Edit 2: I had the idea for this topic while reading Ryan Veeder’s homepage and that everybody loves Taco Fiction. So I thought about gems that are somehow out of the spotlight. And it is perfectly ok if authors name a game of their own here.
My subjective opinion, which is subjective. I do not arrive at this opinion via an algorithm!
While it is not poorly rated, I think that The Game Formerly Known as Hidden Nazi Mode is more interesting than its reception (especially in the years since its release) suggests.
I’ll go with Tryst of Fate, because it was pretty good, a longer puzzle game set in the wild west, and I don’t think I’ve ever heard anyone talk about it.
In terms of just looking at the IFDB ratings, I think Infocom’s Deadline, situated near the bottom of the Infocom pile, may be undervalued. It’s one of my favorite works of IF, Infocom or otherwise, ever.
Besides its formal innovations, there’s just a lot to think about in terms of class, mental illness, etc. The setting, story, and characters are really rich for a 1982 game.
The Anachronist by Peter Levine has kind of been forgotten, which is a shame.
Arthur by Bob Bates is definitely unknown but I personally think it’s really good.
Hollywood Hijinx is much less known than most other Infocom titles, but I think it’s pretty fun!
Perhaps not as forgotten as some other works, but whenever people talk about Porpentine’s body of work, usually howling dogs or With Those We Love Alive or perhaps Their Angelical Understanding comes up.
Those are all enjoyable in their own right, but my favourite title from her is Vesp: A History of Sapphic Scaphism. It’s billed as a ‘vespo-sapphic pesticidepunk UV romance thriller,’ and it certainly lives up to the electric promise. I really like the compound-eye like effect on some of the choice text. To me, it’s some of her best work.
I played Academic Pursuits (As Opposed To Regular Pursuits) before I even knew what IFComp was, and now I’m surprised to see how low it ranked (27th place—which is really quite good for a year with so many games, but my affection for it had me thinking it would have been higher). I can’t remember how I stumbled across it, but it must have been a rare fluke because I don’t recall seeing it mentioned anywhere since. But at the time, at least, as a complete newcomer to the IF scene (way back in February of this year), I was completely delighted by it.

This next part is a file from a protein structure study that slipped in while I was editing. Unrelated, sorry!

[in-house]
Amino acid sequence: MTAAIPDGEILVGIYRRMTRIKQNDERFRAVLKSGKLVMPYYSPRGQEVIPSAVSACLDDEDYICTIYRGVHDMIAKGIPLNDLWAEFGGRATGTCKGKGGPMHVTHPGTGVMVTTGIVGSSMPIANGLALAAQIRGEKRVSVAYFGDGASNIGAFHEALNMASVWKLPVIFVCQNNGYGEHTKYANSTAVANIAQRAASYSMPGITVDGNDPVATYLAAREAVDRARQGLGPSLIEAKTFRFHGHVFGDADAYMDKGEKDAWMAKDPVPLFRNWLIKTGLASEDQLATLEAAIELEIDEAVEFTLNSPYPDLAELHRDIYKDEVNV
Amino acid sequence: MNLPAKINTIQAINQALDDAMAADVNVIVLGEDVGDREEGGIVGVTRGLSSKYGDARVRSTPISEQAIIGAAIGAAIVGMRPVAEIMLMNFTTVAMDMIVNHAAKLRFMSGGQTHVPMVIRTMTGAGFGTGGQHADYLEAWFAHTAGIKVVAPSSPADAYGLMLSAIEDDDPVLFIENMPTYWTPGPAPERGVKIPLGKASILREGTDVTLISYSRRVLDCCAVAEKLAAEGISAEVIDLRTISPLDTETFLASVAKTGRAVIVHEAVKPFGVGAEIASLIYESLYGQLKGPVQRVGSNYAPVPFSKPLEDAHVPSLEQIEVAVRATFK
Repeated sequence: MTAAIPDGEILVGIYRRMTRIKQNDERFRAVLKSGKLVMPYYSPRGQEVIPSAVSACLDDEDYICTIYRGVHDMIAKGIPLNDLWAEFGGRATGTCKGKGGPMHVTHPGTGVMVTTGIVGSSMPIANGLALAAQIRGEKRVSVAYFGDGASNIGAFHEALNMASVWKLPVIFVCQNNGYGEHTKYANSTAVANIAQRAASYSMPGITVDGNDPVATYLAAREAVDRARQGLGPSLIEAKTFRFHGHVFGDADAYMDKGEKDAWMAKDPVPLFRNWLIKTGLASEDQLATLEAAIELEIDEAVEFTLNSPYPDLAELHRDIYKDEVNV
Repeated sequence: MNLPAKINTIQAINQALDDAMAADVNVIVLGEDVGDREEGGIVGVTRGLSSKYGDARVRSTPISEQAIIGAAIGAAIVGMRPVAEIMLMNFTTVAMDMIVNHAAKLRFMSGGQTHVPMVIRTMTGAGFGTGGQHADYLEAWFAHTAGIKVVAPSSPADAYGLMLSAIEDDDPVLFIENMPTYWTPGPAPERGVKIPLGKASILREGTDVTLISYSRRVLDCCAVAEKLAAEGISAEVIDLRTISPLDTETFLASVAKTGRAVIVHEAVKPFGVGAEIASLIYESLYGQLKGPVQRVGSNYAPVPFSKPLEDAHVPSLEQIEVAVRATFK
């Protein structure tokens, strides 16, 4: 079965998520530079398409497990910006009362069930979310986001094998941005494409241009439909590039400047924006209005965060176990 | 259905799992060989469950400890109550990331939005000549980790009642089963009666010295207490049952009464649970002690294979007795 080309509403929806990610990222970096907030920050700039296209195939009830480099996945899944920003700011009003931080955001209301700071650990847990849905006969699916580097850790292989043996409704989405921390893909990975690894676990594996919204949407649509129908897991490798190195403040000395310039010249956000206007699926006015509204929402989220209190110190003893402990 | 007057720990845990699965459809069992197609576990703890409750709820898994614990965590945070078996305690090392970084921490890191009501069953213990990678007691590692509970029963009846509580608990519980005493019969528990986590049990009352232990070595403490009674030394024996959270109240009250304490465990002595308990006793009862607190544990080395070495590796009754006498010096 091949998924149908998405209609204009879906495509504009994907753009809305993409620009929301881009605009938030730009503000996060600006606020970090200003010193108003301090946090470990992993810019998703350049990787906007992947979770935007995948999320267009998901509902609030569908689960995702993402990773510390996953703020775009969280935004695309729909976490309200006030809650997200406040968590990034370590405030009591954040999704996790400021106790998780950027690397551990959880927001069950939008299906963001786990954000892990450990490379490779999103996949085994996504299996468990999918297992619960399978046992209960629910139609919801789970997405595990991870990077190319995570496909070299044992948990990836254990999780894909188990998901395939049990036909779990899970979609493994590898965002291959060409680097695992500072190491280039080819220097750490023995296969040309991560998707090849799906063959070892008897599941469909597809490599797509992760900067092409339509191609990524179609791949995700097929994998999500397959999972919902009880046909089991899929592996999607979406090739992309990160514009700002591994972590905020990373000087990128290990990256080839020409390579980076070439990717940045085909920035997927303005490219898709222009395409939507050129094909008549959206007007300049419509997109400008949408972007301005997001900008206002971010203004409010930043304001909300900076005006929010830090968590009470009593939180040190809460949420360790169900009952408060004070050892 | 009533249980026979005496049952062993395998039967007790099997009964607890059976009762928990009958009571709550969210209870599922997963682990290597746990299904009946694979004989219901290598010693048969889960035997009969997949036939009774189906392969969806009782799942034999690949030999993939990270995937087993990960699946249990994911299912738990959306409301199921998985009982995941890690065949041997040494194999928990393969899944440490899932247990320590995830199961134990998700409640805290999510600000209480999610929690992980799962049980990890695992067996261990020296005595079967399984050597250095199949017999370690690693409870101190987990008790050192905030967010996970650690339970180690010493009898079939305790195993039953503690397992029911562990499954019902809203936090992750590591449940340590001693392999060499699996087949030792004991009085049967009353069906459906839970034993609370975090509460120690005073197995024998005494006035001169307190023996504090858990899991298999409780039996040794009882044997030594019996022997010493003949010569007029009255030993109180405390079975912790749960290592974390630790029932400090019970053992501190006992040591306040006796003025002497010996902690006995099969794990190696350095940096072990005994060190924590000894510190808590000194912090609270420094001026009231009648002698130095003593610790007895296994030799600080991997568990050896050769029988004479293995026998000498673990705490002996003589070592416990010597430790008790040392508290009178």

All the games from Cryptex Jam 2021. This is a series of 12 games written for a puzzle hunt, so they may not be everybody’s cup of tea. They are very hard and gradually get harder, as is common for puzzle hunts. They were played by thousands of people outside the IF community and introduced many of those people to text adventures. Some of those people have since become authors themselves. The games are brilliant, but they are ignored by the IF community.
I’d like to second the Cryptex Jam games. They get very difficult, but they’re very well put together.
When I bumped into Large Machine (Jon Ingold, 2001), years ago, I was surprised that it didn’t seem to have got more attention. (Although I may not have been very plugged into the scene when it was released.)
(Inevitably, it’s become linked in my mind with Bad Machine (Dan Shiovitz, 1998).)
I’m not sure I’d call it ‘underrated’, or even recommend it particularly, but I definitely found it memorable. The phrase “It’s a perfectly ordinary pum.” has persisted in the idiolect of the people I tried it with in like 2008.
(I do have to wonder whether @aschultz has tried it.)
(That said, I seem to recall someone referencing it recently. I thought it was in 50 Years of Text Games, but it doesn’t seem to be that from a quick text search.)